The traditional way to smoke meats involves low, indirect heat complete with wood smoke. Keeping a steady temperature is best, and if you’re cooking with charcoal, you can use a pan of water to help add some humidity if the meat will be cooking for more than an hour. For a charcoal grill, use a large foil pan of water and refill it as needed.
Coals and wood create smoke, which then seeps into your meat, giving it a nice flavor. Hickory wood chunks are great. Or, if you prefer, use apple, cherry or oak. Avoid mesquite and pine.
Ventilation is important. Ideally, position the coals and wood on one side of the grill and make it so air comes up from the coals, past the meat, and then out another vent, such that the direction of flowing air is ideal for smoking the meat.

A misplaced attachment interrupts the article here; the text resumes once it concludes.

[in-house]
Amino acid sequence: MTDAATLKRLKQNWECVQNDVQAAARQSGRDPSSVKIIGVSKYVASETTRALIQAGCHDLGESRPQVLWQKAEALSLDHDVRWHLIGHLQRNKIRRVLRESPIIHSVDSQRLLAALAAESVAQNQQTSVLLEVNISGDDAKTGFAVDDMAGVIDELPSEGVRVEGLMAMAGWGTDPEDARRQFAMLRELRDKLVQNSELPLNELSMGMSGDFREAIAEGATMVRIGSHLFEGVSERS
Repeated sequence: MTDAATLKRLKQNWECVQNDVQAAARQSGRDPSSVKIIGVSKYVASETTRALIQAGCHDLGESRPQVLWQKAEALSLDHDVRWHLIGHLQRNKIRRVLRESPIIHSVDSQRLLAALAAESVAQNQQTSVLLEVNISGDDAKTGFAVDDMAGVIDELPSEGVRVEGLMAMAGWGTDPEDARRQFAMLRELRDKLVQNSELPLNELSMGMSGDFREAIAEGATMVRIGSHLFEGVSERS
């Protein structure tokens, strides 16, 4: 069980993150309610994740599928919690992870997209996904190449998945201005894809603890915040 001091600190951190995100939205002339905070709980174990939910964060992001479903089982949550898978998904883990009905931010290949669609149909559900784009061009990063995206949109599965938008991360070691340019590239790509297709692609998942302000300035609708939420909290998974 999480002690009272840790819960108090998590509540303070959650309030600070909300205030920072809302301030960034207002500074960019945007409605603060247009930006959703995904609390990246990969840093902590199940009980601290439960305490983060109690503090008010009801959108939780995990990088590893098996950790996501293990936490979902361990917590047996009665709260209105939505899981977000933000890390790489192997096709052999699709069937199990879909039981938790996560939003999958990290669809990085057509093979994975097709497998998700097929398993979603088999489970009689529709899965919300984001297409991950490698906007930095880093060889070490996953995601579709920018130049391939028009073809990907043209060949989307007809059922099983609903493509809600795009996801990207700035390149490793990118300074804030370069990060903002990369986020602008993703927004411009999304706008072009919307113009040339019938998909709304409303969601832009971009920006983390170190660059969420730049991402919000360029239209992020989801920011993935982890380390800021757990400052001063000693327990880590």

Keep in mind that every time you open a grill you lose both heat and smoke, so it’s best to do whatever needs doing quickly… keep the lid on it as much as possible. It’s not unusual to smoke meat for several hours before it’s ready to eat. Meat has collagen which gets broken down. Smoking gives the meat a silky texture as the collagen breaks down, allowing the meat to jiggle.
Finally, when smoking meat, you don’t need to overdo it on adding things like marinade, seasonings or sauce. Let the smoky flavor be the main flavor you and your friends and family taste when all is said and done.
By the way, if you love smoked meat, Broadbent’s is known for award-winning hickory smoked bacon and smoked sausage, among other delectable delights. Check out this page: http://www.broadbenthams.com/Sausage-Smoked/products/5/